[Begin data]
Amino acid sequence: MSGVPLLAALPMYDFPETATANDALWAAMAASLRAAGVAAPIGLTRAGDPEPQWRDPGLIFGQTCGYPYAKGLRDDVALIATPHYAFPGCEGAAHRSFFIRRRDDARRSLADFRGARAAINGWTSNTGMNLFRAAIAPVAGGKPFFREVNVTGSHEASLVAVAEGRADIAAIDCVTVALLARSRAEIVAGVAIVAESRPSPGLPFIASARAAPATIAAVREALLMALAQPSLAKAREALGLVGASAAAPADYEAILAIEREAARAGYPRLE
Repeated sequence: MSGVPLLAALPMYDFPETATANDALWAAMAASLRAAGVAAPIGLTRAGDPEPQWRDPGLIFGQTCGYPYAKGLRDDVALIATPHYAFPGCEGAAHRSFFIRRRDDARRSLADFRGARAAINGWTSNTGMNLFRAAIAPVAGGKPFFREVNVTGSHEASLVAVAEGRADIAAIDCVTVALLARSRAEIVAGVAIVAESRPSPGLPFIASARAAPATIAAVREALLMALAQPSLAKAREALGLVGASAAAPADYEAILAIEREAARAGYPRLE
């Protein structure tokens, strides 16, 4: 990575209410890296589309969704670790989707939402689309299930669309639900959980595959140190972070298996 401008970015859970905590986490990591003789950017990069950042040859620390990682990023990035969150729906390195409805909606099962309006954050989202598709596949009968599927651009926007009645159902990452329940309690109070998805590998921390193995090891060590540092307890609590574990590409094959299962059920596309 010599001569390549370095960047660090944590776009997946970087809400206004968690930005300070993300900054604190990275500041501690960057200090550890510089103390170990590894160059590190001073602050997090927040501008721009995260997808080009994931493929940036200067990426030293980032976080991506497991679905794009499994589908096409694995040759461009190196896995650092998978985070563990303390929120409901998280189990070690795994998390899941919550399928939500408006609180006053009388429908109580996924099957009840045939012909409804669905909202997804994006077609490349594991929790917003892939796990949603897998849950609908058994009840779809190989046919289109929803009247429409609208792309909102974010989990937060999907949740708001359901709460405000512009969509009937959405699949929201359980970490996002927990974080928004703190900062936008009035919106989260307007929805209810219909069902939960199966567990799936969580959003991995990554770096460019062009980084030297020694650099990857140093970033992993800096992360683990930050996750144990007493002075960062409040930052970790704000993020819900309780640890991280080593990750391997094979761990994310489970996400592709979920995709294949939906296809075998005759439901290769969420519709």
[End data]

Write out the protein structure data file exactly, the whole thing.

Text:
Amino acid sequence: MSGVPLLAALPMYDFPETATANDALWAAMAASLRAAGVAAPIGLTRAGDPEPQWRDPGLIFGQTCGYPYAKGLRDDVALIATPHYAFPGCEGAAHRSFFIRRRDDARRSLADFRGARAAINGWTSNTGMNLFRAAIAPVAGGKPFFREVNVTGSHEASLVAVAEGRADIAAIDCVTVALLARSRAEIVAGVAIVAESRPSPGLPFIASARAAPATIAAVREALLMALAQPSLAKAREALGLVGASAAAPADYEAILAIEREAARAGYPRLE
Repeated sequence: MSGVPLLAALPMYDFPETATANDALWAAMAASLRAAGVAAPIGLTRAGDPEPQWRDPGLIFGQTCGYPYAKGLRDDVALIATPHYAFPGCEGAAHRSFFIRRRDDARRSLADFRGARAAINGWTSNTGMNLFRAAIAPVAGGKPFFREVNVTGSHEASLVAVAEGRADIAAIDCVTVALLARSRAEIVAGVAIVAESRPSPGLPFIASARAAPATIAAVREALLMALAQPSLAKAREALGLVGASAAAPADYEAILAIEREAARAGYPRLE
């Protein structure tokens, strides 16, 4: 990575209410890296589309969704670790989707939402689309299930669309639900959980595959140190972070298996 401008970015859970905590986490990591003789950017990069950042040859620390990682990023990035969150729906390195409805909606099962309006954050989202598709596949009968599927651009926007009645159902990452329940309690109070998805590998921390193995090891060590540092307890609590574990590409094959299962059920596309 010599001569390549370095960047660090944590776009997946970087809400206004968690930005300070993300900054604190990275500041501690960057200090550890510089103390170990590894160059590190001073602050997090927040501008721009995260997808080009994931493929940036200067990426030293980032976080991506497991679905794009499994589908096409694995040759461009190196896995650092998978985070563990303390929120409901998280189990070690795994998390899941919550399928939500408006609180006053009388429908109580996924099957009840045939012909409804669905909202997804994006077609490349594991929790917003892939796990949603897998849950609908058994009840779809190989046919289109929803009247429409609208792309909102974010989990937060999907949740708001359901709460405000512009969509009937959405699949929201359980970490996002927990974080928004703190900062936008009035919106989260307007929805209810219909069902939960199966567990799936969580959003991995990554770096460019062009980084030297020694650099990857140093970033992993800096992360683990930050996750144990007493002075960062409040930052970790704000993020819900309780640890991280080593990750391997094979761990994310489970996400592709979920995709294949939906296809075998005759439901290769969420519709």